Actually, even mathematicians don't agree on the wording here.
In analysis we commonly talk about monotonic functions,
which can be either monotonically increasing ( x <= y => f(x) <= f(y) )
or monotonically decreasing ( x <= y => f(x) >= f(y) ).
Since analysis deals with continuous entities, the distinction of
nondecreasing vs. increasing is usually not important, and thus not
worried about. However physicists tend to make the distinction
by saying "nondecreasing".
In dealing with sequences, the distinction is almost universally made
between nondecreasing ( x_n <= x_n+1) and increasing (x_n < x_n+1)
although the European school prefers stressing the difference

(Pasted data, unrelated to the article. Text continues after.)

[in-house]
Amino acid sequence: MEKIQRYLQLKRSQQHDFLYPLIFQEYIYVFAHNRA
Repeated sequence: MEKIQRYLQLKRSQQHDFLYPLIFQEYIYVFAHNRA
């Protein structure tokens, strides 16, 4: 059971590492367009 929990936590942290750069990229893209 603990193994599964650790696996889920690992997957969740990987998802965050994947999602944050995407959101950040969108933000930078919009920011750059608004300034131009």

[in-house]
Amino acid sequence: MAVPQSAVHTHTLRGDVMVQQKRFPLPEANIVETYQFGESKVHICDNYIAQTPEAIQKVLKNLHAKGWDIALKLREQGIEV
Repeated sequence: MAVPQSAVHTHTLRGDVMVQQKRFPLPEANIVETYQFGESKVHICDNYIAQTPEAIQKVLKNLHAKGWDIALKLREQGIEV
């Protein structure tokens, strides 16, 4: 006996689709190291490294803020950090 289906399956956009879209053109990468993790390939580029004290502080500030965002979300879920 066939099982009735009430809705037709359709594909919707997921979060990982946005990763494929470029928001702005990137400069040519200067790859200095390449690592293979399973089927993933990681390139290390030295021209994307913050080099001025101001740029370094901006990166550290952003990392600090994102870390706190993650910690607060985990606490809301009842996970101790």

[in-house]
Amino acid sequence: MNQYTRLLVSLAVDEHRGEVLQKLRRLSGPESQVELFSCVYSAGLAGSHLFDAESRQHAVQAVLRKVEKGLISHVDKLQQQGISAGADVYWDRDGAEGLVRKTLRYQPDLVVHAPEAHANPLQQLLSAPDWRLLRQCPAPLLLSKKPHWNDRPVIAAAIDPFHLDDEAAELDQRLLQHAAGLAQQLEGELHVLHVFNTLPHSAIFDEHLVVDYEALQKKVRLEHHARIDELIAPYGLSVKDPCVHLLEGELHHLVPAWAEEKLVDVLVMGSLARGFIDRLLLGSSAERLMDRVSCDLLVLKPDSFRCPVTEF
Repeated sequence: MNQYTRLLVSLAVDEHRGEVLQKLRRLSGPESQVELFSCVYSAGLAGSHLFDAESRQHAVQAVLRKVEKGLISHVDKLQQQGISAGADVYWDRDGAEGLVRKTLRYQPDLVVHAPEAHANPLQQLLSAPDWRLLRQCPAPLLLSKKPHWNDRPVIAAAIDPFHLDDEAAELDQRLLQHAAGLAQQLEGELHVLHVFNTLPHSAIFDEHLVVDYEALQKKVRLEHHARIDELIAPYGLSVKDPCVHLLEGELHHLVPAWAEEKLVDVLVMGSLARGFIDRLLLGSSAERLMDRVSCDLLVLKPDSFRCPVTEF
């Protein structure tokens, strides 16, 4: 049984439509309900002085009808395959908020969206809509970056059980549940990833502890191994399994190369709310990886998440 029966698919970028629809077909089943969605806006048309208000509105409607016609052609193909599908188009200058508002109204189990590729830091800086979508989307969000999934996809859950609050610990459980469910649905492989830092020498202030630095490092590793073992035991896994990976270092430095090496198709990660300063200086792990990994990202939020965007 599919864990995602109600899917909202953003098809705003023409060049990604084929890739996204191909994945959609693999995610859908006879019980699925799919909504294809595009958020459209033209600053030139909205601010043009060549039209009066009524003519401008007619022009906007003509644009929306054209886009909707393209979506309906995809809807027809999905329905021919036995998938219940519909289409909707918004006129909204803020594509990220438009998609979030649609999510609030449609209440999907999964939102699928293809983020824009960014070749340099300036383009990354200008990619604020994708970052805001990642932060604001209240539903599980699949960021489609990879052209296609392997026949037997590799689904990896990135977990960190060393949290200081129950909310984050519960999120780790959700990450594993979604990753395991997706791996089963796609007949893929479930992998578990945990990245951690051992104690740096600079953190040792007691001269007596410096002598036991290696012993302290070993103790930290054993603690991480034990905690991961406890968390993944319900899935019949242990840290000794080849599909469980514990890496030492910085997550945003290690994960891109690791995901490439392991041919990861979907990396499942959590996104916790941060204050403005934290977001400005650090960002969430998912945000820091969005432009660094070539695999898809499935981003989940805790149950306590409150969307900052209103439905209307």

by using the word "strictly" instead.
To make things more confusing, in order theory (where you would
expect the wording to be the tightest) the wording used is
monotone (for "increasing") and antitone (for "decreasing").
Of course there the distinction between nondecreasing and increasing
is not important since the description is of a (partial) order relation,
and if that relation includes equality as a special case than
you get one variety, while if not you get the other.
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